BANGKOK – The American diplomatic push aimed at countering China's increasing influence in the Asia-Pacific region appears to be paying dividends, with many nations showing a willingness to partner with the United States, a top State Department official said Friday.
U.S. State Department Counselor Derek Chollet told The Associated Press it was noteworthy that 13 nations representing 40% of the world's economy had signed on to the Indo-Pacific Economic Framework that President Joe Biden launched in Japan at the end of May. He said that China at around the same time failed in its attempt to get a group of Pacific islands to endorse a sweeping agreement with Beijing.
China had broken from its traditional approach of negotiating one-on-one with countries behind the scenes to send Foreign Minister Wang Yi on an island-hopping trip last month to try and rally 10 Pacific nations behind the agreement, which covered a broad range of areas including security and fisheries.
But he was unable to find consensus on the deal at a meeting in Fiji, and instead had to settle for smaller bilateral agreements with some of them.
“I think the fact that the Chinese foreign minister's trip, where they tried to roll out this very bold ‘take it or leave it’ initiative or partnership cooperation, wasn't really well received, indicates to me that the Pacific island countries want to have an engagement with us,” Chollet said in an interview in Bangkok.
Chollet is in the middle of a trip to Thailand, Brunei and Singapore, as U.S. Deputy Secretary of State Wendy Sherman is concurrently visiting the Philippines, South Korea, Laos and Vietnam.
In addition, U.S. Secretary of Defense Lloyd Austin is a featured speaker on the weekend at the Shangri-La Dialogue in Singapore, Asia’s premier defense and security forum, and will visit Thailand next week.
The in-person outreach is part of an approach that U.S. Secretary of State Antony Blinken said in May meant putting “diplomacy back at the center of American foreign policy.”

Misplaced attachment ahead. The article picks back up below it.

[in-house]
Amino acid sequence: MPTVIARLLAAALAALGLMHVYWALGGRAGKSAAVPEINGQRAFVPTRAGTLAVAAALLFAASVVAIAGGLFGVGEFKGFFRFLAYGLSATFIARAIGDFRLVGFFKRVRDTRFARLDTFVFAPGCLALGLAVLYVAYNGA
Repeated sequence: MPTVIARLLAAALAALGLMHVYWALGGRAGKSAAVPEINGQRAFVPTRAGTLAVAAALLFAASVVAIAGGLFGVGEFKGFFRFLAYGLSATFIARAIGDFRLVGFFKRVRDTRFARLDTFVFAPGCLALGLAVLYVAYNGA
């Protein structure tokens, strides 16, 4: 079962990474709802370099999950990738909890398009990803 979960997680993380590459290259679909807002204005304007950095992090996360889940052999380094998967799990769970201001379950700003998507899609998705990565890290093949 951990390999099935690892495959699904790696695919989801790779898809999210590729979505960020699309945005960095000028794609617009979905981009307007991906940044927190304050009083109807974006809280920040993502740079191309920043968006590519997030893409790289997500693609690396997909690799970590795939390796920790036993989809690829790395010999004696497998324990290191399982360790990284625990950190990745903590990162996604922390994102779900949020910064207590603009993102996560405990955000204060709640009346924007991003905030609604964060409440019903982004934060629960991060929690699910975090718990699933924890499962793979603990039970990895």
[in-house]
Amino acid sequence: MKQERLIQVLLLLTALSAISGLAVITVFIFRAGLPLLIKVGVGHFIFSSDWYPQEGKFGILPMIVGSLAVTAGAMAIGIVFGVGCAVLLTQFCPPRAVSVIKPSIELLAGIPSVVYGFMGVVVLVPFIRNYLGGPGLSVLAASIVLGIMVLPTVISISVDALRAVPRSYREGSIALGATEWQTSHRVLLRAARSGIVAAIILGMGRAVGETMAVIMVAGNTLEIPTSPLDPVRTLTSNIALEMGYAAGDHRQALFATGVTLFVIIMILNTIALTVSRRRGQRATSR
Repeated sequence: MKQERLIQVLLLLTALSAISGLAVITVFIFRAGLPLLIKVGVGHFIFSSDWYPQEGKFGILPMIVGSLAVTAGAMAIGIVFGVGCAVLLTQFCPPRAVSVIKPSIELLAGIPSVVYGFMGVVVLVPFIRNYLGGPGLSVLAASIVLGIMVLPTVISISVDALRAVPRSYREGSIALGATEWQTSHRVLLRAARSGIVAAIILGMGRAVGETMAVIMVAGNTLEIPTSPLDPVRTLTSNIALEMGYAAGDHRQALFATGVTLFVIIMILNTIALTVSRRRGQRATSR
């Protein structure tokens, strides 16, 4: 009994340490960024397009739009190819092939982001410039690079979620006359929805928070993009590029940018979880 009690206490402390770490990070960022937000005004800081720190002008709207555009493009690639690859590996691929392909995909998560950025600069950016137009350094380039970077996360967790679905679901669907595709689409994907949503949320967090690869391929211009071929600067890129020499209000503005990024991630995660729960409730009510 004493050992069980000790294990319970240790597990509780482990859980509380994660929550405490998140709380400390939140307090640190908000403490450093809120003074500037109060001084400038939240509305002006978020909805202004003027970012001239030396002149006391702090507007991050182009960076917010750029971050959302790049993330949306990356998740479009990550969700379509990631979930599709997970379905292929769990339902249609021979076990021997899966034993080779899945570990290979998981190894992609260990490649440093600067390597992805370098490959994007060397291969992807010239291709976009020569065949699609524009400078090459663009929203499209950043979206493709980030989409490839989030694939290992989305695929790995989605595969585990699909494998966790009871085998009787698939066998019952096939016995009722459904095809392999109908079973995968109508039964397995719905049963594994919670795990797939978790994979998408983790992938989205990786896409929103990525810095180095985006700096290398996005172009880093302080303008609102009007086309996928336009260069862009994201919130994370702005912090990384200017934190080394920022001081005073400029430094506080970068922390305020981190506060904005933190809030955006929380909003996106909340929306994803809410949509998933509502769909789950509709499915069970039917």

“We are determined ... to be present, be engaged — not just as visitors from Washington but on a permanent basis,” Chollet said.
The push in Asia comes amid growing concerns over China’s own efforts to expand its influence in the area.
Part of Beijing's focus has been the South China Sea, where the Philippines and Vietnam, among others, have squared off with China’s efforts to dominate the strategic waterway it claims virtually in its entirety. The U.S. and its allies have responded with so-called freedom of navigation patrols, sometimes encountering a pushback from China’s military.
Beijing already signed a security agreement with the Solomon Islands in April that the U.S., Australia and others worry could lead to a Chinese naval base in the South Pacific. And on Wednesday, China and Cambodia broke ground on a port expansion project at Cambodia’s Ream Naval Base, which give China a strategically important military facility on the Gulf of Thailand, though Cambodia has denied that will be the case.
In Blinken's speech at the end of May outlining the Biden administration's approach to China, he said Russian President Vladimir Putin's attack on Ukraine was a “clear and present threat,” but that China's ambitions were an even greater challenge.
“Even as President Putin’s war continues, we will remain focused on the most serious long-term challenge to the international order – and that is the one posed by the People’s Republic of China,” he said.
Many countries in the region have close ties with China, and Chollet said the U.S. approach has not been to ask any nation to choose one side or the other, but to recognize their relationships with Beijing while also being forthright with Washington's concerns.
“We are hearing that we are not just clients or countries that one transacts with, we want to be partners, and that's certainly the spirit with which we are engaging them,” he said.
At the same time, the U.S. also realizes the need to work with a global power like China on international issues, like the coronavirus pandemic and climate change, with China and the U.S. the two largest emitters of greenhouse gases, he said.
“There are parts of the relationship that are conflictual where the U.S. and China just fundamentally disagree, there are parts that are competitive ... and there are parts of the relationship that are cooperative, or at least we hope that they're cooperative,” he said.
“That's unfortunately a narrowing band of issues but, for example, on climate change it's just math that we have to be able to find a way to work together if we're going to be successful.”